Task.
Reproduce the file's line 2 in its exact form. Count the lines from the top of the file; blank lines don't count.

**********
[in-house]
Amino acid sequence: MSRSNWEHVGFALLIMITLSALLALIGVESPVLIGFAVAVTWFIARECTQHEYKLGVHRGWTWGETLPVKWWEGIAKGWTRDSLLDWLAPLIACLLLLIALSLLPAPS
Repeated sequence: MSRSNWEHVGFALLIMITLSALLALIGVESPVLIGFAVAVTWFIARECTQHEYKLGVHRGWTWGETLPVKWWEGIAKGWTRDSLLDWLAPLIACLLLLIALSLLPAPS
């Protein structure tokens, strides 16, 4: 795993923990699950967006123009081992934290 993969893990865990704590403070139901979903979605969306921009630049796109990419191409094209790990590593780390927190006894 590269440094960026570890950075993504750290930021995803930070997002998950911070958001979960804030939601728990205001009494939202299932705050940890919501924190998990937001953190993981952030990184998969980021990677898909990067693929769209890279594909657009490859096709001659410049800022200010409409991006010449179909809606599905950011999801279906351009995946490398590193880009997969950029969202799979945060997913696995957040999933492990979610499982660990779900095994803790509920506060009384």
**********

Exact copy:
Amino acid sequence: MSRSNWEHVGFALLIMITLSALLALIGVESPVLIGFAVAVTWFIARECTQHEYKLGVHRGWTWGETLPVKWWEGIAKGWTRDSLLDWLAPLIACLLLLIALSLLPAPS